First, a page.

These organisations have relentlessly fought for Habré’s prosecution, using every means of communication at their disposal to publicise the case and publish evidence, and exploring every possible judicial option over the years (including Belgium’s universal jurisdiction and a recourse to the International Court of Justice).
The concerned NGOs, but also many of their African counterparts, will probably have learnt from this long experience and that these lessons will be applied again in the future to exercise pressure on governments and inter-governmental organisations in favour of human rights and justice.
Last but not least, this trial is also a victory for the victims of Habré’s violent rule – and many other African victims of authoritarian regimes. The length of time that has elapsed since the events (25 years for the latest) means that, sadly, many key witnesses have since died and will not be able to take part in the trial or follow it.
But the long fight for justice in an NGO-led campaign also means that some of these victims are now known to us and have become much more visible than has ever been the case in similar international trials. We thus know Souleymane Guengueng, who has written about his experience of Habré’s jail in his autobiography, Prisonnier de Hissène Habré (L’Harmattan, 2012).
We know Clement Abaifouta, head of the Chadian victims’ association, the Association des Victimes des Crimes du Régime de Hissein Habré, and Rose Lokissim, who is the focus of a recent documentary by Spanish filmmaker Isabel Coixet (Parler de Rose, 2014).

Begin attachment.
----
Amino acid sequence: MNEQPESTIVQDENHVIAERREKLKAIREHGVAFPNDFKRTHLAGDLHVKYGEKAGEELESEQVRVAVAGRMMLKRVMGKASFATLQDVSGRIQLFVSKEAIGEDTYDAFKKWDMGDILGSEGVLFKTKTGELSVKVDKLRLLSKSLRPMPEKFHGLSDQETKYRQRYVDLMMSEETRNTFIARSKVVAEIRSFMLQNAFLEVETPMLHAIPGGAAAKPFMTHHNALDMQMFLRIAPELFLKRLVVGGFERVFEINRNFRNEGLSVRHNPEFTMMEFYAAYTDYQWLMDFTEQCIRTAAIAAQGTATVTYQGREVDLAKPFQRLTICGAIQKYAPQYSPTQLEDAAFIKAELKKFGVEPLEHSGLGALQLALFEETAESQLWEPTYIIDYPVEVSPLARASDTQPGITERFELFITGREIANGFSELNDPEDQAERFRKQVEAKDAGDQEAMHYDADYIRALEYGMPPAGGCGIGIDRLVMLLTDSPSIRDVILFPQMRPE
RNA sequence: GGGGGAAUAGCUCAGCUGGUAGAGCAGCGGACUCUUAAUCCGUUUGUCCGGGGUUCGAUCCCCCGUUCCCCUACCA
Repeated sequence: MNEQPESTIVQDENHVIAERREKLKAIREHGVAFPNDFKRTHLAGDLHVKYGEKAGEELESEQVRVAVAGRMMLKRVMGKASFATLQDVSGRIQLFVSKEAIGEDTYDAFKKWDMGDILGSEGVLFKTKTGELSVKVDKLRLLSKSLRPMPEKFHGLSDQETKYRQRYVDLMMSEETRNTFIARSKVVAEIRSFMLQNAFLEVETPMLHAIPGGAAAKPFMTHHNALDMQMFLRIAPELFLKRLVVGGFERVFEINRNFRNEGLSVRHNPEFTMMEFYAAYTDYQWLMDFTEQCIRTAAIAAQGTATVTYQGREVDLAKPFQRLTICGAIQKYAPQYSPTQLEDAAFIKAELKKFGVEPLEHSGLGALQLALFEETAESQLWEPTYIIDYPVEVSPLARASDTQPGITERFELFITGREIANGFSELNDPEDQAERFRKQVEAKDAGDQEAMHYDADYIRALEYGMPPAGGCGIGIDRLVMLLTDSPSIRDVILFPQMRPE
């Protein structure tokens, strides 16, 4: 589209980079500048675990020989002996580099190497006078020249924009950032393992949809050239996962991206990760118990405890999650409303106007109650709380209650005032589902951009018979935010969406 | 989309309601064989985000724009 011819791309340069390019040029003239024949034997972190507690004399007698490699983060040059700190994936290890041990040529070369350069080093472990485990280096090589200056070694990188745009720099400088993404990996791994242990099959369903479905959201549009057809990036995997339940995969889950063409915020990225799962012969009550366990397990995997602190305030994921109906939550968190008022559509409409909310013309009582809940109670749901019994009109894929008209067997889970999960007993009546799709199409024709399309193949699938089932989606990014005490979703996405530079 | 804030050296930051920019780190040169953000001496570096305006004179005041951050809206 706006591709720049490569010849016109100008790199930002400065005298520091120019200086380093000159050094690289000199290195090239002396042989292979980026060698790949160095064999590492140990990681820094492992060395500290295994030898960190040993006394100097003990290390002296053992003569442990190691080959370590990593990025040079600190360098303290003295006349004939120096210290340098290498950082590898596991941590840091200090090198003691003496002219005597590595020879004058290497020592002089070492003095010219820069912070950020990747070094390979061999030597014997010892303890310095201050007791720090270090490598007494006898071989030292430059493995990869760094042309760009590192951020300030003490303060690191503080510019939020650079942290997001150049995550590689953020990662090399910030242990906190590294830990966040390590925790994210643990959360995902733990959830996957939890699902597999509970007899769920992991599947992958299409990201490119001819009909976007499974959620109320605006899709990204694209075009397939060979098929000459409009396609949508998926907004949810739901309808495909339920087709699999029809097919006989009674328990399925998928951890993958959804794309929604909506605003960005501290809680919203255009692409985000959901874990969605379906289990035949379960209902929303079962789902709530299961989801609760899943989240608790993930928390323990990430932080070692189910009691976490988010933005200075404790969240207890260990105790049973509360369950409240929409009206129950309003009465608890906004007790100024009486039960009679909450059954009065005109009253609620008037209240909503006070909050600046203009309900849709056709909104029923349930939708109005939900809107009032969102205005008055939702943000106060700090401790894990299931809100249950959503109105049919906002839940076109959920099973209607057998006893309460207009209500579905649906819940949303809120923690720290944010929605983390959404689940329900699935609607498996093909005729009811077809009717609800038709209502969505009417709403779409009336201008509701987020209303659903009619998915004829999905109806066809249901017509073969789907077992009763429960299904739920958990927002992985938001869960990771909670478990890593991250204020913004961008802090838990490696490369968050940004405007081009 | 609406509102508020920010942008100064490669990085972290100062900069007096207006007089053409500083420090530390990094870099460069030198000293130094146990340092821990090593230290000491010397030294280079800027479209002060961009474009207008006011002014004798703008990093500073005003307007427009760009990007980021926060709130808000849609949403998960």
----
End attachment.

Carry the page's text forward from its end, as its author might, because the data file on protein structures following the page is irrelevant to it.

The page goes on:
While one may have some misgivings as to this individualised visibility of Habré’s victims, there is no doubt that it has given a very human face to the affair and empowered other victims, in Chad and elsewhere.
In many ways, the trial that is about to start should thus be read as a very clear step by Africa, its states and peoples, towards justice, human rights and memory. In spite of the long struggle that brought it about, however, this is only just the beginning of the affair.
Much is at stake for all actors involved – the trial must be exemplary, both in the way justice is conducted and in how it is brought and communicated to Chad’s population; the African state community will have to respect and implement the judges’ decisions to the letter; the victims and civil society organisations will need to maintain the admirable consensus they have demonstrated so far and ensure that they represent all victims’ voices throughout the trial and in their communication; and every effort must be made for the trial to contribute to Chad’s political memory and history.
For all of these tasks the actors mentioned so far will depend very heavily on an essential actor: Africa’s media. One can only hope that they – including this platform – follow the trial closely and bring it to Africa’s peoples as much as they possibly can.
—Marie Gibert is Associate Lecturer at Birkbeck College, University of London.